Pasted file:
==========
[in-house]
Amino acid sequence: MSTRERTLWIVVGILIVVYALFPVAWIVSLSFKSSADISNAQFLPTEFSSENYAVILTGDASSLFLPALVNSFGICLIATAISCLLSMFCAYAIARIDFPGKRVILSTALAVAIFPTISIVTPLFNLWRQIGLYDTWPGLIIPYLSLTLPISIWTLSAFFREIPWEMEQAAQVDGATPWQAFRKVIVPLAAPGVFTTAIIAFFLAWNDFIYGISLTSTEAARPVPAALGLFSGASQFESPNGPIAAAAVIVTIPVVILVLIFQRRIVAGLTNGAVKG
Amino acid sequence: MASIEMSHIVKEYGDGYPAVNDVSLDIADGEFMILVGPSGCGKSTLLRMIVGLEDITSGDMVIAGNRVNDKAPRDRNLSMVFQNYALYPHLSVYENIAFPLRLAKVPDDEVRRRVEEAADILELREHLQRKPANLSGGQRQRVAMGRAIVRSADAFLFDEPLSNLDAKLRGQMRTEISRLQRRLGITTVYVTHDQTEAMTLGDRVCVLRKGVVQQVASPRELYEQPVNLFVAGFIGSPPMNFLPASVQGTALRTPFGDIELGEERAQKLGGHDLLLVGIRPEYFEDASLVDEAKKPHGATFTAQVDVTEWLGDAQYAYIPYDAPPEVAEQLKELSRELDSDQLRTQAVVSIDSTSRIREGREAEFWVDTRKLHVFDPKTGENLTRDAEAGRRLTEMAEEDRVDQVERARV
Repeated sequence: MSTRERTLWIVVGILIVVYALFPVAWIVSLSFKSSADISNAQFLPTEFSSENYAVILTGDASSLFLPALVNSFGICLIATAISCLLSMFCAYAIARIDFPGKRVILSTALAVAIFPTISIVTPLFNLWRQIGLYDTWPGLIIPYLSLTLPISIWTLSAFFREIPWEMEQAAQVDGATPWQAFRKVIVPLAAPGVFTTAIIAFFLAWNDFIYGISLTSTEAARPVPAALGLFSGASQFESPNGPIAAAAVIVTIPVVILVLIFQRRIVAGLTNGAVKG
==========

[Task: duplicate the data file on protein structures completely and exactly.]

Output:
[in-house]
Amino acid sequence: MSTRERTLWIVVGILIVVYALFPVAWIVSLSFKSSADISNAQFLPTEFSSENYAVILTGDASSLFLPALVNSFGICLIATAISCLLSMFCAYAIARIDFPGKRVILSTALAVAIFPTISIVTPLFNLWRQIGLYDTWPGLIIPYLSLTLPISIWTLSAFFREIPWEMEQAAQVDGATPWQAFRKVIVPLAAPGVFTTAIIAFFLAWNDFIYGISLTSTEAARPVPAALGLFSGASQFESPNGPIAAAAVIVTIPVVILVLIFQRRIVAGLTNGAVKG
Amino acid sequence: MASIEMSHIVKEYGDGYPAVNDVSLDIADGEFMILVGPSGCGKSTLLRMIVGLEDITSGDMVIAGNRVNDKAPRDRNLSMVFQNYALYPHLSVYENIAFPLRLAKVPDDEVRRRVEEAADILELREHLQRKPANLSGGQRQRVAMGRAIVRSADAFLFDEPLSNLDAKLRGQMRTEISRLQRRLGITTVYVTHDQTEAMTLGDRVCVLRKGVVQQVASPRELYEQPVNLFVAGFIGSPPMNFLPASVQGTALRTPFGDIELGEERAQKLGGHDLLLVGIRPEYFEDASLVDEAKKPHGATFTAQVDVTEWLGDAQYAYIPYDAPPEVAEQLKELSRELDSDQLRTQAVVSIDSTSRIREGREAEFWVDTRKLHVFDPKTGENLTRDAEAGRRLTEMAEEDRVDQVERARV
Repeated sequence: MSTRERTLWIVVGILIVVYALFPVAWIVSLSFKSSADISNAQFLPTEFSSENYAVILTGDASSLFLPALVNSFGICLIATAISCLLSMFCAYAIARIDFPGKRVILSTALAVAIFPTISIVTPLFNLWRQIGLYDTWPGLIIPYLSLTLPISIWTLSAFFREIPWEMEQAAQVDGATPWQAFRKVIVPLAAPGVFTTAIIAFFLAWNDFIYGISLTSTEAARPVPAALGLFSGASQFESPNGPIAAAAVIVTIPVVILVLIFQRRIVAGLTNGAVKG